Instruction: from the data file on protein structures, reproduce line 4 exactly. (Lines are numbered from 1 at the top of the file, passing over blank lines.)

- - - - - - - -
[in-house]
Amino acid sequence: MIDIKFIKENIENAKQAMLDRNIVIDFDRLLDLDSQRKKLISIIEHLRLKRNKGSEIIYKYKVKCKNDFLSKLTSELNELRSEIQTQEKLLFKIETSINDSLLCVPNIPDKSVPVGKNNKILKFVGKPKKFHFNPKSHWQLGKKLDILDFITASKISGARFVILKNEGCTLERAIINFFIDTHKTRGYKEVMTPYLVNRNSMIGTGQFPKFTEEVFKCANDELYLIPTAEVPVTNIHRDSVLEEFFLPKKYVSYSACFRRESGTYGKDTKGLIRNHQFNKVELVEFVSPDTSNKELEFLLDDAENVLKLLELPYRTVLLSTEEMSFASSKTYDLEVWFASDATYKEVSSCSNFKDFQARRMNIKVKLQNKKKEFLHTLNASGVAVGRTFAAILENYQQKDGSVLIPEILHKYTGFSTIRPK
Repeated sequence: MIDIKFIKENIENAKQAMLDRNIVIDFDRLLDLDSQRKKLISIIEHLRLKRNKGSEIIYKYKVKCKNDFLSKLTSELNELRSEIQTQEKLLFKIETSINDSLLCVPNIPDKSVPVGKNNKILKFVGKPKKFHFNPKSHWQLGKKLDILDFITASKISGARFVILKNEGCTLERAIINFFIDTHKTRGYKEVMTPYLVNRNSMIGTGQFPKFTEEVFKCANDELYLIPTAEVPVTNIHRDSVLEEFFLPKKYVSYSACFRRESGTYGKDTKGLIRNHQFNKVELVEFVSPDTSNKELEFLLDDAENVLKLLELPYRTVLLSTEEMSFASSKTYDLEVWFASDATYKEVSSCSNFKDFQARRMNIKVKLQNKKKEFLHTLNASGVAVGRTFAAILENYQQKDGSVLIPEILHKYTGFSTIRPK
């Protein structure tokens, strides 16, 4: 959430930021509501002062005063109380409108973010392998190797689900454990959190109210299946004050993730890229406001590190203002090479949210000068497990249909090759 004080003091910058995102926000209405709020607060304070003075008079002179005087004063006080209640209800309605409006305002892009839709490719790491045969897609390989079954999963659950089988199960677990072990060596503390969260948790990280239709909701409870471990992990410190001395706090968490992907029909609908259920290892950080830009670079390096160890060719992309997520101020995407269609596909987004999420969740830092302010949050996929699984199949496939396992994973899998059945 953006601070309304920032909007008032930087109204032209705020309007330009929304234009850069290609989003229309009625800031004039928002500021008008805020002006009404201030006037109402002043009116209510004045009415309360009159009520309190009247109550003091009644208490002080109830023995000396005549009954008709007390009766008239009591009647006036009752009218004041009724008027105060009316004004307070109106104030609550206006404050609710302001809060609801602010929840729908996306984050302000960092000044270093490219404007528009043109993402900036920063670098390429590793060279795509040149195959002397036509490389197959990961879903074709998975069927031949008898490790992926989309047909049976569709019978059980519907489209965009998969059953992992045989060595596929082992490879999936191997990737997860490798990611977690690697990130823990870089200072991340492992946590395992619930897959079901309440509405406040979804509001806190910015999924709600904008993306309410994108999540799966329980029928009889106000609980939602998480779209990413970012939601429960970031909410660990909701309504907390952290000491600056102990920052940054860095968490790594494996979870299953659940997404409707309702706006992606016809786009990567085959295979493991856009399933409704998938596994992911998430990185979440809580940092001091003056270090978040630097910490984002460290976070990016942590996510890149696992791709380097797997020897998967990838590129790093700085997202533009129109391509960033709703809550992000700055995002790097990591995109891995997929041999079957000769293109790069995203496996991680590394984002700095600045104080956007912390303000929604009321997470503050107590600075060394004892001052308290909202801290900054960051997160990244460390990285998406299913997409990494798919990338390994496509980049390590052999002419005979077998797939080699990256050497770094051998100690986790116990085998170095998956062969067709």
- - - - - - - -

């Protein structure tokens, strides 16, 4: 959430930021509501002062005063109380409108973010392998190797689900454990959190109210299946004050993730890229406001590190203002090479949210000068497990249909090759 004080003091910058995102926000209405709020607060304070003075008079002179005087004063006080209640209800309605409006305002892009839709490719790491045969897609390989079954999963659950089988199960677990072990060596503390969260948790990280239709909701409870471990992990410190001395706090968490992907029909609908259920290892950080830009670079390096160890060719992309997520101020995407269609596909987004999420969740830092302010949050996929699984199949496939396992994973899998059945 953006601070309304920032909007008032930087109204032209705020309007330009929304234009850069290609989003229309009625800031004039928002500021008008805020002006009404201030006037109402002043009116209510004045009415309360009159009520309190009247109550003091009644208490002080109830023995000396005549009954008709007390009766008239009591009647006036009752009218004041009724008027105060009316004004307070109106104030609550206006404050609710302001809060609801602010929840729908996306984050302000960092000044270093490219404007528009043109993402900036920063670098390429590793060279795509040149195959002397036509490389197959990961879903074709998975069927031949008898490790992926989309047909049976569709019978059980519907489209965009998969059953992992045989060595596929082992490879999936191997990737997860490798990611977690690697990130823990870089200072991340492992946590395992619930897959079901309440509405406040979804509001806190910015999924709600904008993306309410994108999540799966329980029928009889106000609980939602998480779209990413970012939601429960970031909410660990909701309504907390952290000491600056102990920052940054860095968490790594494996979870299953659940997404409707309702706006992606016809786009990567085959295979493991856009399933409704998938596994992911998430990185979440809580940092001091003056270090978040630097910490984002460290976070990016942590996510890149696992791709380097797997020897998967990838590129790093700085997202533009129109391509960033709703809550992000700055995002790097990591995109891995997929041999079957000769293109790069995203496996991680590394984002700095600045104080956007912390303000929604009321997470503050107590600075060394004892001052308290909202801290900054960051997160990244460390990285998406299913997409990494798919990338390994496509980049390590052999002419005979077998797939080699990256050497770094051998100690986790116990085998170095998956062969067709």